New Haven Trusts Lawyer
Every trust must include a trust creator, often called the settlor or donor; a trustee; and beneficiaries. Permissible beneficiaries of a New Haven trust can include individuals, pets or charitable organizations.
The terms of the trust will direct how the trustee manages and distributes trust assets to the beneficiaries. Trusts allow many individuals and family to structure and control the distribution of their assets.
A seasoned New Haven trusts lawyer could listen to how you want your trust prepared and generate a document that works for you. Work with a skilled trusts and estates attorney that could ensure that your assets are protected.
Why Have a Trust?
Trusts are rarely cookie cutter documents. They can be prepared or modified to suit different estate planning objectives, and individuals at all asset levels can derive benefits from trust planning.
Trusts can be used for the purposes of:
- Estate tax planning
- Managing assets for disabled or incapacitated persons
- Holding assets for minors
- Avoiding the probate process
- Making charitable gifts
- Structuring an inheritance
- Creditor protection
Understanding Revocable and Irrevocable Trusts
In New Haven, trusts fall into two broad categories: revocable or irrevocable.
Revocable trusts can be changed or terminated at any time prior to the death of the donor. Many clients prefer revocable trusts due to the planning flexibility they provide since they can be easily modified as family dynamics and financial situations change through the years. Revocable trusts are also referred to as living trusts because they are usually prepared by the donor during their lifetime.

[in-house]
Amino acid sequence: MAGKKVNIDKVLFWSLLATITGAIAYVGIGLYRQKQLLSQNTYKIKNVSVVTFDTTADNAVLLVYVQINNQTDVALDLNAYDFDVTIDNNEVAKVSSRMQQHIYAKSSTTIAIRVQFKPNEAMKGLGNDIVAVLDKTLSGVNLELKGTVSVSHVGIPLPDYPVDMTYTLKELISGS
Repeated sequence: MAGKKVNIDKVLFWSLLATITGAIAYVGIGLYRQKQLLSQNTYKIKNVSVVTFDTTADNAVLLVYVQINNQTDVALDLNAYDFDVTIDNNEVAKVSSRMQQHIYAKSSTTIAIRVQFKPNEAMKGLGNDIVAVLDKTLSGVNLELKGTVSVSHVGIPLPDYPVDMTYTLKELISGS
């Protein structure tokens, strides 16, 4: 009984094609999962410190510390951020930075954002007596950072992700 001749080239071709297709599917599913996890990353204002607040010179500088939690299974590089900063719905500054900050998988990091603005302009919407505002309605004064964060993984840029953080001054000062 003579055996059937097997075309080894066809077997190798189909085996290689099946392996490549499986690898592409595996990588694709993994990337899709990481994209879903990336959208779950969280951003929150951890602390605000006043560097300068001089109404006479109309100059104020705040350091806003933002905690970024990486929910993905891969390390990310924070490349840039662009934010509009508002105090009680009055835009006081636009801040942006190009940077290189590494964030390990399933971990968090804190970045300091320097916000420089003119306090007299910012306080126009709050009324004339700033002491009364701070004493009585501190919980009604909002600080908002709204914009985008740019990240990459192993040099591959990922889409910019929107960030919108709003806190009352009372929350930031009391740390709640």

Revocable trusts are most often set up so that the donor is also the initial beneficiary and trustee. Since the donor is also the trustee and beneficiary, they have full control over the trust assets so that there is essentially no different than if the donor owned the trust assets individually. However, the advantage to titling assets in a trust is that it provides a mechanism to manage assets during the donor’s lifetime in the event they become unable to manage their own affairs after an accident or the onset of a cognitive ailment.
Irrevocable trusts cannot be revoked once they are created. These types of trusts are often used as an estate tax planning strategy to decrease the donor’s taxable estate. A New Haven trusts lawyer could help someone create and formalize either kind of trust.
Avoiding the Probate Process
One of the biggest appeals to trust planning is the ability to avoid the probate process. By transferring assets into a trust during a person’s lifetime, that person can eliminate the need for their estate to pass through the court probate process.
Unlike a will, which is subject to the jurisdiction or the probate court, trusts fall outside of probate. Filing documents with the probate court involves filing fees, and it often takes several months or years to conclude the process and distribute assets out of an estate. Furthermore, the costs of administering an estate generally exceed the costs of trust administration.
As a result, many individuals opt to implement estate plans and utilize a trust rather than a will to dispose of assets. Along with a trust, however, it is still advisable for an individual to create a will as well, so that assets can be transferred into their trust in the event any are accidentally left out.
Calling a New Haven Trusts Attorney
To speak with a New Haven trusts lawyer about creating a trust, call today to schedule a consultation. They are available to answer any questions you may have about different types of trusts. A qualified trusts attorney could work diligently to protect your interests, and assure that your loved ones are protected.